A Rhetoric of Irony by Wayne C. Booth

By Wayne C. Booth

Possibly no different serious label has been made to hide extra flooring than "irony," and in our time irony has come to have such a lot of meanings that on its own it skill nearly not anything. during this paintings, Wayne C. sales space cuts in the course of the ensuing confusions by means of reading how we be able to percentage relatively particular ironies—and why we frequently fail once we try and achieve this. How does a reader or listener realize the type of assertion which calls for him to reject its "clear" and "obvious" that means? and the way does any reader recognize the place to forestall, as soon as he has launched into the harmful and exhilarating course of rejecting "what the phrases say" and reconstructing "what the writer means"?

In the 1st and longer a part of his paintings, sales space offers with the workings of what he calls "stable irony," irony with a transparent rhetorical purpose. He then turns to meant instabilities—ironies that face up to interpretation and eventually bring about the "infinite absolute negativities" that experience obsessed feedback because the Romantic interval.

Professor sales space is often paradoxically acutely aware that nobody can fathom the unfathomable. yet through taking a look heavily at risky ironists like Samuel Becket, he indicates that at the least a few of our commonplaces approximately meaninglessness require revision. ultimately, he explores—with the aid of Plato—the wry paradoxes that threaten any uncompromising statement that every one statement should be undermined by way of the spirit of irony.

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Extra resources for A Rhetoric of Irony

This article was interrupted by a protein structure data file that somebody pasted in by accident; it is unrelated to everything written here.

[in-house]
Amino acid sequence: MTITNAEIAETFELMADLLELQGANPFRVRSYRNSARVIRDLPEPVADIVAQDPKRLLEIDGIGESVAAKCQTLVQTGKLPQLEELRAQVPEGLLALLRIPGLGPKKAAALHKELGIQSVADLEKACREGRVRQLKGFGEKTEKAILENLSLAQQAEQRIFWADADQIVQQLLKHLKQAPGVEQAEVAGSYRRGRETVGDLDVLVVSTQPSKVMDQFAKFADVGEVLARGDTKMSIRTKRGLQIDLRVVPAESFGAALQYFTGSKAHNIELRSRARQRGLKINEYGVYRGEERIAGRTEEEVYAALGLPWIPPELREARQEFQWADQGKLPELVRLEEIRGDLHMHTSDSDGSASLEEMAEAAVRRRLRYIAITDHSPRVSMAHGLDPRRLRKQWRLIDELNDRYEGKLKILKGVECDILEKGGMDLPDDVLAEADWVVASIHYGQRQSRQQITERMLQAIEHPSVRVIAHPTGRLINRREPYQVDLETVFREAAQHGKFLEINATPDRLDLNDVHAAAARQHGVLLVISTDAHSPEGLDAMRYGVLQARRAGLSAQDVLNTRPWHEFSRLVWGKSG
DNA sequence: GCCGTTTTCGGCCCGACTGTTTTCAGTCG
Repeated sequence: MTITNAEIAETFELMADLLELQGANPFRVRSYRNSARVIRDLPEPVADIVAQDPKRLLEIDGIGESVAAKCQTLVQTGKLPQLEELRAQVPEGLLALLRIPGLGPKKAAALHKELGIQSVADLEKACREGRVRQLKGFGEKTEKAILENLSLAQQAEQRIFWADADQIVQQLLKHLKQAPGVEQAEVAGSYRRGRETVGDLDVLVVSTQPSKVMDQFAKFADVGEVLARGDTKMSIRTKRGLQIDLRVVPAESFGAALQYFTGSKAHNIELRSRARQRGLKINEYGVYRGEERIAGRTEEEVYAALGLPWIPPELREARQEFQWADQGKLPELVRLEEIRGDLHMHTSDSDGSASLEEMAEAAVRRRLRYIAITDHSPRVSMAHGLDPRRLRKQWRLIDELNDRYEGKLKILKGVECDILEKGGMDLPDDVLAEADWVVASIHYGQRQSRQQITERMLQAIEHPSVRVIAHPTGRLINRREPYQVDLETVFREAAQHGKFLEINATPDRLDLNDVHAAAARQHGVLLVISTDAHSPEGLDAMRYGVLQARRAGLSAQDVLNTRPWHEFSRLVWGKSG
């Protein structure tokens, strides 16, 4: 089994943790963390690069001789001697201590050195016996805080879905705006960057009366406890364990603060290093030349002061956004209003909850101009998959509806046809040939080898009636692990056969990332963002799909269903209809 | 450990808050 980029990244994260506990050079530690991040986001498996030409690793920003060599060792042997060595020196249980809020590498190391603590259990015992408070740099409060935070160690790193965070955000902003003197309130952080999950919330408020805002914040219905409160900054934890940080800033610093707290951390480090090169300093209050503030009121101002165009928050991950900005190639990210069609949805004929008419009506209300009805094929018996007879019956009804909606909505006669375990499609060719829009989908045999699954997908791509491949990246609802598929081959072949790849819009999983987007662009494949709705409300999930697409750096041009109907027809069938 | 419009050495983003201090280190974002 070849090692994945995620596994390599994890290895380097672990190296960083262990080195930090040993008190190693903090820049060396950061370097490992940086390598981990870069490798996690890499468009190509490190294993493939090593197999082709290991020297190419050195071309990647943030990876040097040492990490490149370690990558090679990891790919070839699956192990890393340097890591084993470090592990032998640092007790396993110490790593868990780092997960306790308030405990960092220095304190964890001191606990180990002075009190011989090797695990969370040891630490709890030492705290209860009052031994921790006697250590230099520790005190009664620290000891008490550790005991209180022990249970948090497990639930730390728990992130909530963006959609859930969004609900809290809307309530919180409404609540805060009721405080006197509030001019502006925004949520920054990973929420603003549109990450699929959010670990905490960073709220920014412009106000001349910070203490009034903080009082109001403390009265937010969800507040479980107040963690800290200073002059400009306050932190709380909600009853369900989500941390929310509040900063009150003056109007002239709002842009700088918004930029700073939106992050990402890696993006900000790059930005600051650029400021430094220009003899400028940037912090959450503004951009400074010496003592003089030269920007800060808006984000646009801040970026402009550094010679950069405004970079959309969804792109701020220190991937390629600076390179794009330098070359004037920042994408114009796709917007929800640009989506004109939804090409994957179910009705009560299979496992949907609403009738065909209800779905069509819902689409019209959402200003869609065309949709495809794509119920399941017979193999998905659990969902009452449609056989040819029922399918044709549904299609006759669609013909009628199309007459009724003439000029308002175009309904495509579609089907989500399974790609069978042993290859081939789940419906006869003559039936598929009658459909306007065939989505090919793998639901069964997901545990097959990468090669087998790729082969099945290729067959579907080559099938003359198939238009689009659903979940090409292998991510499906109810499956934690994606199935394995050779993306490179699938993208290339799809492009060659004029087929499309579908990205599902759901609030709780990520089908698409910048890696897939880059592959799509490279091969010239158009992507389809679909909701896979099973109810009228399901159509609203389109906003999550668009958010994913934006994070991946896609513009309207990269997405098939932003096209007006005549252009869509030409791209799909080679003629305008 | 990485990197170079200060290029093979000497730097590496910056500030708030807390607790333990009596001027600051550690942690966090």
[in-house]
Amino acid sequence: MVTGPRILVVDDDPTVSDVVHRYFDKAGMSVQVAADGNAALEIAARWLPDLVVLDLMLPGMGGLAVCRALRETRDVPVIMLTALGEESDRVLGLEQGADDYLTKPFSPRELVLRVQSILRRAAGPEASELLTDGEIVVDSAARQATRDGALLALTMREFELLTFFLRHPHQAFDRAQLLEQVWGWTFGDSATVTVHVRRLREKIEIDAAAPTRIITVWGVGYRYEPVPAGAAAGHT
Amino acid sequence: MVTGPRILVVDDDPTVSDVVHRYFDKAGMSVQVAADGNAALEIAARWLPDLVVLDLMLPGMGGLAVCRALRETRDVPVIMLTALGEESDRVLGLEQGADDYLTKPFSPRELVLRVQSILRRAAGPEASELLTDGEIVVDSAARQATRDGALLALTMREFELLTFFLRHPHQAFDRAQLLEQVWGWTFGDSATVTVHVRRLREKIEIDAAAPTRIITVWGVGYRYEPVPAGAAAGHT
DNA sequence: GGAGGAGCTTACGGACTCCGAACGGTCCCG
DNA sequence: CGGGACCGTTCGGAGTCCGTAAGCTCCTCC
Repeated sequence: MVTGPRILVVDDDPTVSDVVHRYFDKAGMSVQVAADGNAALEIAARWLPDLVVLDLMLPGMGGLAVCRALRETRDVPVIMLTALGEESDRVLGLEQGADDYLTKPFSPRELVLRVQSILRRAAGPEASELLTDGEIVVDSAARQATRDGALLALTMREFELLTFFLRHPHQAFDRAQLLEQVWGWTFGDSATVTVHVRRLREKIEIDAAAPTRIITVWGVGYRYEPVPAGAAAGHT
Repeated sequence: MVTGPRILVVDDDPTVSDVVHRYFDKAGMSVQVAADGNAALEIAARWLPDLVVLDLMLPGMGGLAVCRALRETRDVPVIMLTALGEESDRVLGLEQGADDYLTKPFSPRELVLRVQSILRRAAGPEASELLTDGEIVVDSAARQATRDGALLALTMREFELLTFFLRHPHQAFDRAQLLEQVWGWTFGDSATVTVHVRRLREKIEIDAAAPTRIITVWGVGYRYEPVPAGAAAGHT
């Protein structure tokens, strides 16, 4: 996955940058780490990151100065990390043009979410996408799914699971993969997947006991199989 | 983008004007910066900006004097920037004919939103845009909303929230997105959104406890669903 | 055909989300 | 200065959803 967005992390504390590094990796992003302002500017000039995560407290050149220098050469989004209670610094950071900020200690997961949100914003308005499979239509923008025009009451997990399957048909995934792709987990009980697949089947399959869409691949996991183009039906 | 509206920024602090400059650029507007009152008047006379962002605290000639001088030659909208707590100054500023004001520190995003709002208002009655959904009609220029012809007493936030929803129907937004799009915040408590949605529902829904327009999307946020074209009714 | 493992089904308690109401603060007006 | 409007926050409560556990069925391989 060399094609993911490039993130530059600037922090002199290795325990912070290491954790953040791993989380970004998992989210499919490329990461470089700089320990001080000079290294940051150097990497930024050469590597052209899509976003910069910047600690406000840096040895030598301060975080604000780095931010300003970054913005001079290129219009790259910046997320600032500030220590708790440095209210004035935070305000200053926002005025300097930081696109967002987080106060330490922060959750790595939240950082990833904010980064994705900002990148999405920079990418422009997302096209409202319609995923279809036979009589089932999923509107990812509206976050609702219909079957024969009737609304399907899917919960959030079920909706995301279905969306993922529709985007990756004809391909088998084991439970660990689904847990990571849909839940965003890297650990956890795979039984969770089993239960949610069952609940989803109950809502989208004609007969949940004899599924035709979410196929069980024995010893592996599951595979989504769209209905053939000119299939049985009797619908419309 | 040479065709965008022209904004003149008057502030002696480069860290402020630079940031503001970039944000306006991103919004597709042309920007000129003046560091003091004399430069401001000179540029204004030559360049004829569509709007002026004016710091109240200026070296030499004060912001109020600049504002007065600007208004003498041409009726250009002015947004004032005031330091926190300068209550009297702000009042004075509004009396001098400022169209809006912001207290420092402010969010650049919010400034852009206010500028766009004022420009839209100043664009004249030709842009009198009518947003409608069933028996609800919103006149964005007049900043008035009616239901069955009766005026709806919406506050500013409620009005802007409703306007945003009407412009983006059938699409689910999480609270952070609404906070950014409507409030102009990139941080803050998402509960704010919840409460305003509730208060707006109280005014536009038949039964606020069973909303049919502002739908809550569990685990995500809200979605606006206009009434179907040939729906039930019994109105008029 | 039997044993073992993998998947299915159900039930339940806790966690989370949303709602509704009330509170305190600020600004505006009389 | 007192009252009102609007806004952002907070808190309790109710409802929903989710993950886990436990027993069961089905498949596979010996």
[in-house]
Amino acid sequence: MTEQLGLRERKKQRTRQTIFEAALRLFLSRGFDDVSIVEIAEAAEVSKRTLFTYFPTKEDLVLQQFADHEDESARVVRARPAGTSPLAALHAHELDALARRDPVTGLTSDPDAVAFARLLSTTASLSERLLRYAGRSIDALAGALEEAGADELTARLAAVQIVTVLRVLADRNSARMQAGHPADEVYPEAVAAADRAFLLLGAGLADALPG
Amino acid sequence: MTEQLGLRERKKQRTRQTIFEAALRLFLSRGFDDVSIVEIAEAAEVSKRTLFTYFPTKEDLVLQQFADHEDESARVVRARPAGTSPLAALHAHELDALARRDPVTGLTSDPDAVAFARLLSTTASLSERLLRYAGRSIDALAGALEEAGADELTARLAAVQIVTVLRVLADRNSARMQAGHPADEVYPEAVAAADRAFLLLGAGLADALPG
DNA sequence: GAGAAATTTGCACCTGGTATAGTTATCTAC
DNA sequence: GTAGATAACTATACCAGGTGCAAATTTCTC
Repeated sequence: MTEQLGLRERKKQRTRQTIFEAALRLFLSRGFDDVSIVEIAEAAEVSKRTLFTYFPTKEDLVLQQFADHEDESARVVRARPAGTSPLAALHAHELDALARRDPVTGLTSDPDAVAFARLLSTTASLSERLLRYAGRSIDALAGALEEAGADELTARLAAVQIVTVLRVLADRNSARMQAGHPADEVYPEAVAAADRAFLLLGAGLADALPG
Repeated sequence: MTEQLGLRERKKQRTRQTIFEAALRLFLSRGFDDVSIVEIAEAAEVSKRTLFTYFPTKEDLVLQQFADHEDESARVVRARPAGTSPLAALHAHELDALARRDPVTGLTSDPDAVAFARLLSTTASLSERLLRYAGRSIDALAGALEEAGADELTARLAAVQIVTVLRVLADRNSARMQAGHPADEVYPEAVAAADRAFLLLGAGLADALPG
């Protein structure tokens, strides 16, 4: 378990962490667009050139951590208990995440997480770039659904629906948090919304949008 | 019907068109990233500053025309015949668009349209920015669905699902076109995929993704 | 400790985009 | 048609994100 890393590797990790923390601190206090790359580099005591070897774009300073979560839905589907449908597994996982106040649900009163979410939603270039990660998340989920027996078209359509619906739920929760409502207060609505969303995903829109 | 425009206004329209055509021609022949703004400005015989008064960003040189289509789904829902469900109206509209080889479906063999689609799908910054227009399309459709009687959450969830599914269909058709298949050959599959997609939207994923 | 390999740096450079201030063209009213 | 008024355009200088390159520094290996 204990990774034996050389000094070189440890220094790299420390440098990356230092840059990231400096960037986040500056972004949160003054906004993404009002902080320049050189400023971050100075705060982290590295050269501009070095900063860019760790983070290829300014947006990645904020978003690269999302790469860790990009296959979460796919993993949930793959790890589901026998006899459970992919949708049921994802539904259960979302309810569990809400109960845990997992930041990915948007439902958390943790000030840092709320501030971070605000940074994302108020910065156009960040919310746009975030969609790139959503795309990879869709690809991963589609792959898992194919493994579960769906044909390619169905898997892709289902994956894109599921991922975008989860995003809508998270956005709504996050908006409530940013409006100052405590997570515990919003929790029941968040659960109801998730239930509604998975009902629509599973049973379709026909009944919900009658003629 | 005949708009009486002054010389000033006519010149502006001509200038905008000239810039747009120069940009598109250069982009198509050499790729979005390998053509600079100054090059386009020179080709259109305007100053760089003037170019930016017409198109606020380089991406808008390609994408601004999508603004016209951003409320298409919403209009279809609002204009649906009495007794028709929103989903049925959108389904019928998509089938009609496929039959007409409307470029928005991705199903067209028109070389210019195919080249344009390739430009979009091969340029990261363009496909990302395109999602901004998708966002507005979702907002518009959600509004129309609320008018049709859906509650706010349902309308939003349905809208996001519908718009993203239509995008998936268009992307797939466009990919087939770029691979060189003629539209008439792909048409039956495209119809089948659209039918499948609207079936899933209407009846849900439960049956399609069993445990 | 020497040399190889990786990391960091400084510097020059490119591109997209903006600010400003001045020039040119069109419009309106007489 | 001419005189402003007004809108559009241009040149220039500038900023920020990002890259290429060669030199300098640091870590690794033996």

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For a brilliant discussion of the rhetoric of this scene , including its' see Kenneth Burke's "Antony in Behalf of the Play," Th e Philosophy oj Form (Baton Rouge , 1941), sec. 3. 42 ~ -~-.. R econstruct ions and Judgm ents in looking down on repudiated worlds can be see n in a further examIe. In the Institutio aratoria Quintilian tells of a speech by Cicero: me ," Cicero said of Clodius, "your well known integrity' has cleared yo u of all blame, your modesty has saved you, your past life has bee n you r salvation.

P. 1 62 I ast for the moment-allow violations of an unstated logical law : if ~ is greater than B, in a given dimension, B cannot be greater than A 'n that same dimension, provided we keep our definitions univocal. We ~n the ironic com unity here are thus a crowd of arrant dogmatists, J ven as we sav~ ce's underrninings of other dogmatists. Dramatic irony. rama has always been especially given to effects e depending on the au or's providing, early in the play, information that will point to an ironic effect later on.

In the Institutio aratoria Quintilian tells of a speech by Cicero: me ," Cicero said of Clodius, "your well known integrity' has cleared yo u of all blame, your modesty has saved you, your past life has bee n you r salvation. "G Presumably every listener at the time recognized the irony, though the words taken out of context are not clearly ironic. But no liste ner could simply translate the statement into literal terms-so mething like, "Believe me , your well-known dishonesty has Icd evc ryone to blame you, your boastfulness has damned you , your past deeds have been your damnation.

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